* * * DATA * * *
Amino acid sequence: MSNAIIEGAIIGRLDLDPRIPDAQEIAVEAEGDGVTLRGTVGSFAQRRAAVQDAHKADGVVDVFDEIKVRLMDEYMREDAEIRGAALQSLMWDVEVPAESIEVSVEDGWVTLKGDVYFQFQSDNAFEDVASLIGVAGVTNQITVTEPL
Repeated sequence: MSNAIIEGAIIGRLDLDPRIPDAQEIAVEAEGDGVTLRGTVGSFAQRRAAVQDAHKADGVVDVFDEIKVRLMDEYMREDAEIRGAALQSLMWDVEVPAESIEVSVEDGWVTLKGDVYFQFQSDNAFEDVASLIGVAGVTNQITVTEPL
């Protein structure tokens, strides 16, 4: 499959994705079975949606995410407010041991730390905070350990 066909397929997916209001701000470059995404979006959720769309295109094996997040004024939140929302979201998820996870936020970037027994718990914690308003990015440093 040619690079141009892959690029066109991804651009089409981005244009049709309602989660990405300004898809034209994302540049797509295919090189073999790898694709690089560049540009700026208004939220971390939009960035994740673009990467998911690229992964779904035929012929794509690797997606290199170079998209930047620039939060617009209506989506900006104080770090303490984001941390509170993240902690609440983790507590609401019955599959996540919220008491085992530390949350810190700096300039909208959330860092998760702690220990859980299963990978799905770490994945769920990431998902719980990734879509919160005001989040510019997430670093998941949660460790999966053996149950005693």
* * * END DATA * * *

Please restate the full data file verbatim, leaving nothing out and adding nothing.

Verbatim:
Amino acid sequence: MSNAIIEGAIIGRLDLDPRIPDAQEIAVEAEGDGVTLRGTVGSFAQRRAAVQDAHKADGVVDVFDEIKVRLMDEYMREDAEIRGAALQSLMWDVEVPAESIEVSVEDGWVTLKGDVYFQFQSDNAFEDVASLIGVAGVTNQITVTEPL
Repeated sequence: MSNAIIEGAIIGRLDLDPRIPDAQEIAVEAEGDGVTLRGTVGSFAQRRAAVQDAHKADGVVDVFDEIKVRLMDEYMREDAEIRGAALQSLMWDVEVPAESIEVSVEDGWVTLKGDVYFQFQSDNAFEDVASLIGVAGVTNQITVTEPL
């Protein structure tokens, strides 16, 4: 499959994705079975949606995410407010041991730390905070350990 066909397929997916209001701000470059995404979006959720769309295109094996997040004024939140929302979201998820996870936020970037027994718990914690308003990015440093 040619690079141009892959690029066109991804651009089409981005244009049709309602989660990405300004898809034209994302540049797509295919090189073999790898694709690089560049540009700026208004939220971390939009960035994740673009990467998911690229992964779904035929012929794509690797997606290199170079998209930047620039939060617009209506989506900006104080770090303490984001941390509170993240902690609440983790507590609401019955599959996540919220008491085992530390949350810190700096300039909208959330860092998760702690220990859980299963990978799905770490994945769920990431998902719980990734879509919160005001989040510019997430670093998941949660460790999966053996149950005693």